Domestic coal market in ‘chaos’ as demand soars
Eskom and local customers are competing with global importers, which is likely to keep export prices high
The domestic coal market was in "chaos", commentators said this week, as strong demand from Eskom and industrial customers competed with unexpected global demand.
For several years, analysts have warned the price of coal used in power stations is declining since environmental pressures are choking off demand. But there is little sign of that yet.
Short-term factors supporting coal demand include India’s increased imports since falling output from hydro, wind and nuclear power have coincided with a seasonal decline in
India is also considering a nationwide ban on burning petcoke, a highly polluting fuel, which would have to be replaced by imported coal.
Analysts said this was likely to benefit South African coal exporters, for whom India is a well-established market.
China was also expected to increase thermal coal imports throughout its 2017-18 winter since its plan to replace coal with gas for household heating had encountered gas shortages.
Xavier Prevost of XMP Consulting said pricing in the local market was "chaotic" at present because many mines were hoping to sell at good prices to Eskom or to export to Asia.
Local industrial customers were battling to find the specific products they needed. The situation was driving up prices to unprecedented levels. Peas, a good-quality coal used in boilers, was selling for R1,200 a tonne or more.
By December, the index of export coal prices through Richards Bay Coal Terminal was at $95.80 a tonne, a third above its dip to $72 a tonne in May.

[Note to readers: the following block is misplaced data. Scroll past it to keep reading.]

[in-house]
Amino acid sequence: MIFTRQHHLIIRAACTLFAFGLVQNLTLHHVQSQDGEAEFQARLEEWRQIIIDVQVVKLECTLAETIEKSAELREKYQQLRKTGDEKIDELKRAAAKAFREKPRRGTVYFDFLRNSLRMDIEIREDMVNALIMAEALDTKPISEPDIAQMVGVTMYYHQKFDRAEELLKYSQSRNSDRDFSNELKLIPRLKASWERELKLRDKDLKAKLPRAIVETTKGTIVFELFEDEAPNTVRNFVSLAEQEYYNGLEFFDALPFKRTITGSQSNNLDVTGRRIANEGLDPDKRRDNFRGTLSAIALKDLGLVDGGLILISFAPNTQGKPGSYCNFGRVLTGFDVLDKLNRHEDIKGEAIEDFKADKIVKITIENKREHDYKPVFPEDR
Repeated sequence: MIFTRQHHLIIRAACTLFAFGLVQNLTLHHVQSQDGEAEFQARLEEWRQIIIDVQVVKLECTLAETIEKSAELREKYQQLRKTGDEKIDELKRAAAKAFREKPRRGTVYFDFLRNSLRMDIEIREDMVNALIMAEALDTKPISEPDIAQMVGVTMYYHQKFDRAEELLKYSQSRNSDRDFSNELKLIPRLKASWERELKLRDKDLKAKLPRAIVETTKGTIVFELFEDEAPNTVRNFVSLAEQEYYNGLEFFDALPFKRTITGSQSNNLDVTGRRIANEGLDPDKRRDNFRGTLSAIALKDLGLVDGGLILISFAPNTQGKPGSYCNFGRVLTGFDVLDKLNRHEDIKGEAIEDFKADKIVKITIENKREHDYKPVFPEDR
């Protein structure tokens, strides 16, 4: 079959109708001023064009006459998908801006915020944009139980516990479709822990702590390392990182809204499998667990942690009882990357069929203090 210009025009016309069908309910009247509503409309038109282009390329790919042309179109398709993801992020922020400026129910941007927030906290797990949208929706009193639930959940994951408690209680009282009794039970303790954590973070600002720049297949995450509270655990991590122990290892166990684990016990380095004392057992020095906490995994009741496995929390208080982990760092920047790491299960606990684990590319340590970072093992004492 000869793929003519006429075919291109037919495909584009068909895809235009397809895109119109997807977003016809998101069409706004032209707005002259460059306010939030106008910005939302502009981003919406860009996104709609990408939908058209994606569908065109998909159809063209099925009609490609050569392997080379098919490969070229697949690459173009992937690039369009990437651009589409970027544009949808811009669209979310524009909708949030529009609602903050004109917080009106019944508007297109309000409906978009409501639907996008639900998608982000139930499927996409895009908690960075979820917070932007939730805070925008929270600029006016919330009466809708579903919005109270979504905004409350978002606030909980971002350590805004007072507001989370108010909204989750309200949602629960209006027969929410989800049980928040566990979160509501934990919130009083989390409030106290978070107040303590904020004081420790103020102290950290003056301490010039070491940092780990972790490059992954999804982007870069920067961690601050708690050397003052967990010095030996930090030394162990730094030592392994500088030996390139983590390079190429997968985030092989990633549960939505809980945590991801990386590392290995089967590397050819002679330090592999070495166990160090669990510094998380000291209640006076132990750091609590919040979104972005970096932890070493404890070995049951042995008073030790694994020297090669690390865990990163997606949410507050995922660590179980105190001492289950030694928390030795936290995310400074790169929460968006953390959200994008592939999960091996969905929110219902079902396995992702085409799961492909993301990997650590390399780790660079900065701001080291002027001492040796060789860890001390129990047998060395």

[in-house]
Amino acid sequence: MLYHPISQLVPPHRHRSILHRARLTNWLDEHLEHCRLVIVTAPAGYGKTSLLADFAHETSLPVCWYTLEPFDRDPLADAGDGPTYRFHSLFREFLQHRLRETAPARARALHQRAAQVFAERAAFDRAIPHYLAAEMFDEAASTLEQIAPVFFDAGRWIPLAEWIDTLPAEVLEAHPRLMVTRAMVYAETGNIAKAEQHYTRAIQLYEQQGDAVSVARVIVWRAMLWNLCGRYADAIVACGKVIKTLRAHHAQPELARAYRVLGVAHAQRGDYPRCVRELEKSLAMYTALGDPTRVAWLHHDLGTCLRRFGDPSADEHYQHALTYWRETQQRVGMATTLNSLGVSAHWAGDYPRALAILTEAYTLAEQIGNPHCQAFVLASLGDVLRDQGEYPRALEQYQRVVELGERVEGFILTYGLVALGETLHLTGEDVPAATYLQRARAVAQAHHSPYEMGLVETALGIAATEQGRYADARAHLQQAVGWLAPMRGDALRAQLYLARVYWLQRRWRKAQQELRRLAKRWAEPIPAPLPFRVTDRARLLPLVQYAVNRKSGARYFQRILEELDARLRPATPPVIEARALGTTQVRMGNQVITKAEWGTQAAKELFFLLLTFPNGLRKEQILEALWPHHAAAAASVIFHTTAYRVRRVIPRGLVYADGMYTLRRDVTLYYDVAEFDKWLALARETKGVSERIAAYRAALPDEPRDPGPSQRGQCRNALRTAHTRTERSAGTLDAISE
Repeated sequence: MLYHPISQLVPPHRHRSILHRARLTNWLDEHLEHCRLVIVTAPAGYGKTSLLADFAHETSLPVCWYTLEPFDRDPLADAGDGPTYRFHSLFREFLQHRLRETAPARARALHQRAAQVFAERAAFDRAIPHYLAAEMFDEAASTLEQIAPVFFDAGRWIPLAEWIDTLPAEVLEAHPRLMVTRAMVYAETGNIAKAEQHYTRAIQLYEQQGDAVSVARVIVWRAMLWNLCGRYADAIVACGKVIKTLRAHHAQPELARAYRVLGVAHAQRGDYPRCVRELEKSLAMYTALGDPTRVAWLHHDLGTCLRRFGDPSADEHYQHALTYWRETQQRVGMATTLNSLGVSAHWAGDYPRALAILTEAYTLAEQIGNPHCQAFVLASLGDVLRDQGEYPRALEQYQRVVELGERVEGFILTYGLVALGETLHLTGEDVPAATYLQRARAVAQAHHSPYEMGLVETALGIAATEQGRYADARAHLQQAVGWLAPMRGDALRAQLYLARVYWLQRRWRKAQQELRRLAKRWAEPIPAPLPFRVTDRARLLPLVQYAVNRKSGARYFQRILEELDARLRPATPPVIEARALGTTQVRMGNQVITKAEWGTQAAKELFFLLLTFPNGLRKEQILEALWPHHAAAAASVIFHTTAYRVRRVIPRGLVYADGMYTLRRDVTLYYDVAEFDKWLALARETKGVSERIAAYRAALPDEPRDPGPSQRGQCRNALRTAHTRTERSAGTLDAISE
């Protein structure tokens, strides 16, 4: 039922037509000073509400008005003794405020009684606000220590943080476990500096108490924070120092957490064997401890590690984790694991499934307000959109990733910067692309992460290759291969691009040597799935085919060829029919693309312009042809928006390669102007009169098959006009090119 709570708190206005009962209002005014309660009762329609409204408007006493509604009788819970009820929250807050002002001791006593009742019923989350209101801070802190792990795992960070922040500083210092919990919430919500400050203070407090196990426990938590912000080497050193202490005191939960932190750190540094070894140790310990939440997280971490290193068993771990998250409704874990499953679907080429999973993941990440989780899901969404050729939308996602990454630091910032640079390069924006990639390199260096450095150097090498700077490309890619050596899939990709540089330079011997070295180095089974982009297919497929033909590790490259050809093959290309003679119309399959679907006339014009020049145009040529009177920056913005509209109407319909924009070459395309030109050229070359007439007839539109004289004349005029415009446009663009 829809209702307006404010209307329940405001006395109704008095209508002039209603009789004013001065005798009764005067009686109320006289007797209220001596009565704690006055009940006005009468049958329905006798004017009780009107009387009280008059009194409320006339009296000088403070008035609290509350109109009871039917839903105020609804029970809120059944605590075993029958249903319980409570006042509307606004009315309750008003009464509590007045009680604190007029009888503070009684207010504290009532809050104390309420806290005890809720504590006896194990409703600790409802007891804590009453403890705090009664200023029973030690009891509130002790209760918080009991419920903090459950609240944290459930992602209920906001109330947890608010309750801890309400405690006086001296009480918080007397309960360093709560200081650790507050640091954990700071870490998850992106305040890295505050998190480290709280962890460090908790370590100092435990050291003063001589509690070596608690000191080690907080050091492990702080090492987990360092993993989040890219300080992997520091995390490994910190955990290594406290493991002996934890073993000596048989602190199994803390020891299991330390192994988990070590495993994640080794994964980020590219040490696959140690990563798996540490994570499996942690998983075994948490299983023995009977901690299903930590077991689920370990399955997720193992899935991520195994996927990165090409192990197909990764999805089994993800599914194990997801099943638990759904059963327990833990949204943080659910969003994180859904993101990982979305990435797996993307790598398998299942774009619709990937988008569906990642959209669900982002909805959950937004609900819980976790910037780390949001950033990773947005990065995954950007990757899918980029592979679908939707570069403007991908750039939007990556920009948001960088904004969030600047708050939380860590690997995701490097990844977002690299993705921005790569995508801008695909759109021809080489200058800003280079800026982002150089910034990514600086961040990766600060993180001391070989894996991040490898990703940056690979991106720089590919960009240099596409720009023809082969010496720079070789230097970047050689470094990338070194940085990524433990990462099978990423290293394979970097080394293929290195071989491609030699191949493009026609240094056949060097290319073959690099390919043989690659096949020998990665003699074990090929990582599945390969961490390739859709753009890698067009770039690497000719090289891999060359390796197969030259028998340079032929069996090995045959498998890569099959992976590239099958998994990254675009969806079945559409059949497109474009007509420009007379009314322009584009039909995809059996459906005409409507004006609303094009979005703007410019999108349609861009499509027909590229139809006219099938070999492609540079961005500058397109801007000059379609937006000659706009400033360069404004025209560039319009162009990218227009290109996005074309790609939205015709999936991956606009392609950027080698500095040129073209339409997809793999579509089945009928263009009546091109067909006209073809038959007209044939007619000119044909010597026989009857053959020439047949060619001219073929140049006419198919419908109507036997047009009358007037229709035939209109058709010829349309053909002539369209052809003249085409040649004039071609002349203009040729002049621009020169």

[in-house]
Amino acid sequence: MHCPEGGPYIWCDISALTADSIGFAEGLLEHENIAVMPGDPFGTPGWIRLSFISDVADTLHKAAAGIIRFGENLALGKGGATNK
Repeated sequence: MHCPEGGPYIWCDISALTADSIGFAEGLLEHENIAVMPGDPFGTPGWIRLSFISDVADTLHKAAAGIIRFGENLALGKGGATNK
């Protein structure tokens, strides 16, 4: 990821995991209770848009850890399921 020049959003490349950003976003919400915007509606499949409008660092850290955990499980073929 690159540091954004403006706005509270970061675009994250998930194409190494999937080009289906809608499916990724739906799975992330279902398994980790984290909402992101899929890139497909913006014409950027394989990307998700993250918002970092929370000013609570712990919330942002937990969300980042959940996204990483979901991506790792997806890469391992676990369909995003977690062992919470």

Prevost said that South African exports to several Asian countries, not only India but also Pakistan, South Korea and Taiwan, had increased in the past three months.
It was difficult to forecast whether Indian demand would continue to be strong, he said. The Indian government wanted to develop its domestic coal resources, which are plentiful, rather than rely on imports, but it was not as successful as the Chinese government in enforcing its decrees.
Prevost said the current strength in export coal prices was likely to continue for at least the next couple of months. However, it was unsustainable in the longer term.
Forward prices to the fourth quarter of 2018 were on a downward trend.
For their own survival, local miners should be looking longer term and managing the needs of their domestic customers for different coal qualities and sizes, including Eskom and independent power producers.
Glencore CEO Ivan Glasenberg said this week that Glencore would spend the necessary capex to maintain its production at about 142-million tonnes a year but it would not invest in expanding production in SA or anywhere else.
"The world does not need more coal," he said.